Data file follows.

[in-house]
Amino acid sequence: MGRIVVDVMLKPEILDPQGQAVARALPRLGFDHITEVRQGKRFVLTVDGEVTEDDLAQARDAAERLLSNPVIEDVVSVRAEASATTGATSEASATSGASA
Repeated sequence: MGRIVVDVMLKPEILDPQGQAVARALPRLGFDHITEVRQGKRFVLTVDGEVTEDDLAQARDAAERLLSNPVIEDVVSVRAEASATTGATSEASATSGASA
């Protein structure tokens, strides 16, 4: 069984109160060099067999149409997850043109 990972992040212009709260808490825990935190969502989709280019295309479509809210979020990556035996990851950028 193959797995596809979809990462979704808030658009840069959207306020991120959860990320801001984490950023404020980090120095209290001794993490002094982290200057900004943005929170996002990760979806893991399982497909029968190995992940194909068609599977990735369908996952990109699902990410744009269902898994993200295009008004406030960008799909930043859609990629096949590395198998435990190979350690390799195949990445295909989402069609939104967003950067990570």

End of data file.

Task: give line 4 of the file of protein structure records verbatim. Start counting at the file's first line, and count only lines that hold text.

């Protein structure tokens, strides 16, 4: 069984109160060099067999149409997850043109 990972992040212009709260808490825990935190969502989709280019295309479509809210979020990556035996990851950028 193959797995596809979809990462979704808030658009840069959207306020991120959860990320801001984490950023404020980090120095209290001794993490002094982290200057900004943005929170996002990760979806893991399982497909029968190995992940194909068609599977990735369908996952990109699902990410744009269902898994993200295009008004406030960008799909930043859609990629096949590395198998435990190979350690390799195949990445295909989402069609939104967003950067990570």